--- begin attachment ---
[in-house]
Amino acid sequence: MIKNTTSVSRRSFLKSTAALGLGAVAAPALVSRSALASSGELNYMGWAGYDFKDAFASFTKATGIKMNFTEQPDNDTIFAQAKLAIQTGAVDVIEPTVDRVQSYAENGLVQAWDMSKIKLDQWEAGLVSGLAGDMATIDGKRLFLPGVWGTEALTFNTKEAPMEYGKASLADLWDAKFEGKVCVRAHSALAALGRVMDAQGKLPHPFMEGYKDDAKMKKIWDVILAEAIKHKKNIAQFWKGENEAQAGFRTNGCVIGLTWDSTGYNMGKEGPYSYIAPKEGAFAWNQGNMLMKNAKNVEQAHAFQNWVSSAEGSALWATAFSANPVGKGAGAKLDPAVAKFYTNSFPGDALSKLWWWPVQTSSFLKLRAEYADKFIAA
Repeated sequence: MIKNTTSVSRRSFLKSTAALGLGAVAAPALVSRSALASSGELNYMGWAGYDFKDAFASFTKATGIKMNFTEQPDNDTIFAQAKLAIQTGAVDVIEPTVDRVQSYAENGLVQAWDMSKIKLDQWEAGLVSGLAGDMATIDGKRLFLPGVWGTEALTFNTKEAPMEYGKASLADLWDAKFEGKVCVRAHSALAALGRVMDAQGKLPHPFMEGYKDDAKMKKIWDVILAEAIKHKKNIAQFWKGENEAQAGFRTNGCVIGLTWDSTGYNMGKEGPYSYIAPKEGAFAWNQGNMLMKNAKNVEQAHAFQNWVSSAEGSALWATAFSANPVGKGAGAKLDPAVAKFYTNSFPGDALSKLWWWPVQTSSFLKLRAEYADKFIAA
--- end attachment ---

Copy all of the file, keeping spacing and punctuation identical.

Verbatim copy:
[in-house]
Amino acid sequence: MIKNTTSVSRRSFLKSTAALGLGAVAAPALVSRSALASSGELNYMGWAGYDFKDAFASFTKATGIKMNFTEQPDNDTIFAQAKLAIQTGAVDVIEPTVDRVQSYAENGLVQAWDMSKIKLDQWEAGLVSGLAGDMATIDGKRLFLPGVWGTEALTFNTKEAPMEYGKASLADLWDAKFEGKVCVRAHSALAALGRVMDAQGKLPHPFMEGYKDDAKMKKIWDVILAEAIKHKKNIAQFWKGENEAQAGFRTNGCVIGLTWDSTGYNMGKEGPYSYIAPKEGAFAWNQGNMLMKNAKNVEQAHAFQNWVSSAEGSALWATAFSANPVGKGAGAKLDPAVAKFYTNSFPGDALSKLWWWPVQTSSFLKLRAEYADKFIAA
Repeated sequence: MIKNTTSVSRRSFLKSTAALGLGAVAAPALVSRSALASSGELNYMGWAGYDFKDAFASFTKATGIKMNFTEQPDNDTIFAQAKLAIQTGAVDVIEPTVDRVQSYAENGLVQAWDMSKIKLDQWEAGLVSGLAGDMATIDGKRLFLPGVWGTEALTFNTKEAPMEYGKASLADLWDAKFEGKVCVRAHSALAALGRVMDAQGKLPHPFMEGYKDDAKMKKIWDVILAEAIKHKKNIAQFWKGENEAQAGFRTNGCVIGLTWDSTGYNMGKEGPYSYIAPKEGAFAWNQGNMLMKNAKNVEQAHAFQNWVSSAEGSALWATAFSANPVGKGAGAKLDPAVAKFYTNSFPGDALSKLWWWPVQTSSFLKLRAEYADKFIAA